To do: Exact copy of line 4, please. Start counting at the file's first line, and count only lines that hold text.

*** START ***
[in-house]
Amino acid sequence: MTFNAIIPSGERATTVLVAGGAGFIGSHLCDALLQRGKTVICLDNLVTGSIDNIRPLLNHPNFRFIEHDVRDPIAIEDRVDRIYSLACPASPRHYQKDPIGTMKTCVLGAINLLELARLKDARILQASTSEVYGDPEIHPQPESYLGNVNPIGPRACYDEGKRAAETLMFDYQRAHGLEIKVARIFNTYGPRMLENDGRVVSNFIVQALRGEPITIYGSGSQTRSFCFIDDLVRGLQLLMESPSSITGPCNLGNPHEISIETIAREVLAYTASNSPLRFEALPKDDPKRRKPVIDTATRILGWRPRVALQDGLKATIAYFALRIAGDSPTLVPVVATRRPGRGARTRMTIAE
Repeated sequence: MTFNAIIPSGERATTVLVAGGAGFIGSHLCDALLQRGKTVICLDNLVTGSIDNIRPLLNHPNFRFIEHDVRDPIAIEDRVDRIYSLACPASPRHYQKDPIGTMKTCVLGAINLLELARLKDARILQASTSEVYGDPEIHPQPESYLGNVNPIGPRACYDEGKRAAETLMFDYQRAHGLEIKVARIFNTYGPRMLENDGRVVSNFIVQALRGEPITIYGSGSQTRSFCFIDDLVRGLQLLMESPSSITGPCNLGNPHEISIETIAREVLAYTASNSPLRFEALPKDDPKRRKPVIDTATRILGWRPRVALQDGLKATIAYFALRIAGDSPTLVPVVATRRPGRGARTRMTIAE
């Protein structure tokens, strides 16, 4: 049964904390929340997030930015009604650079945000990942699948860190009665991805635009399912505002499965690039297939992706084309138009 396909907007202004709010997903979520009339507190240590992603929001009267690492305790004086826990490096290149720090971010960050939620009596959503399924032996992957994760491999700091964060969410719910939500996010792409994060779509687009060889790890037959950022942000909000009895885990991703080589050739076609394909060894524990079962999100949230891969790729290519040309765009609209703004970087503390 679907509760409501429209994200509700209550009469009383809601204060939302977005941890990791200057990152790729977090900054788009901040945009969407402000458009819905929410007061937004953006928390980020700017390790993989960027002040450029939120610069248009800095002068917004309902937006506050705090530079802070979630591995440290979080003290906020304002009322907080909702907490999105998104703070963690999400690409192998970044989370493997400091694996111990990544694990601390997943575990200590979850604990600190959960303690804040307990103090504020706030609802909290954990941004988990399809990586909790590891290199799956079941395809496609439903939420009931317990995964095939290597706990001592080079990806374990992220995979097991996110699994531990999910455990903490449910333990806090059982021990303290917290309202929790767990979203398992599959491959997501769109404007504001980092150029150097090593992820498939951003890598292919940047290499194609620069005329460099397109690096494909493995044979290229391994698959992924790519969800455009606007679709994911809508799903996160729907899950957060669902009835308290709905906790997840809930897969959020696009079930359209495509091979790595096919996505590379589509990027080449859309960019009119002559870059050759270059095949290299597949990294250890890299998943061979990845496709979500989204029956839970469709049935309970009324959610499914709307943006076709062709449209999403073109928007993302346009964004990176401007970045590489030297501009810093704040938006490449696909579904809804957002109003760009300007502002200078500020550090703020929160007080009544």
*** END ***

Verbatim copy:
């Protein structure tokens, strides 16, 4: 049964904390929340997030930015009604650079945000990942699948860190009665991805635009399912505002499965690039297939992706084309138009 396909907007202004709010997903979520009339507190240590992603929001009267690492305790004086826990490096290149720090971010960050939620009596959503399924032996992957994760491999700091964060969410719910939500996010792409994060779509687009060889790890037959950022942000909000009895885990991703080589050739076609394909060894524990079962999100949230891969790729290519040309765009609209703004970087503390 679907509760409501429209994200509700209550009469009383809601204060939302977005941890990791200057990152790729977090900054788009901040945009969407402000458009819905929410007061937004953006928390980020700017390790993989960027002040450029939120610069248009800095002068917004309902937006506050705090530079802070979630591995440290979080003290906020304002009322907080909702907490999105998104703070963690999400690409192998970044989370493997400091694996111990990544694990601390997943575990200590979850604990600190959960303690804040307990103090504020706030609802909290954990941004988990399809990586909790590891290199799956079941395809496609439903939420009931317990995964095939290597706990001592080079990806374990992220995979097991996110699994531990999910455990903490449910333990806090059982021990303290917290309202929790767990979203398992599959491959997501769109404007504001980092150029150097090593992820498939951003890598292919940047290499194609620069005329460099397109690096494909493995044979290229391994698959992924790519969800455009606007679709994911809508799903996160729907899950957060669902009835308290709905906790997840809930897969959020696009079930359209495509091979790595096919996505590379589509990027080449859309960019009119002559870059050759270059095949290299597949990294250890890299998943061979990845496709979500989204029956839970469709049935309970009324959610499914709307943006076709062709449209999403073109928007993302346009964004990176401007970045590489030297501009810093704040938006490449696909579904809804957002109003760009300007502002200078500020550090703020929160007080009544």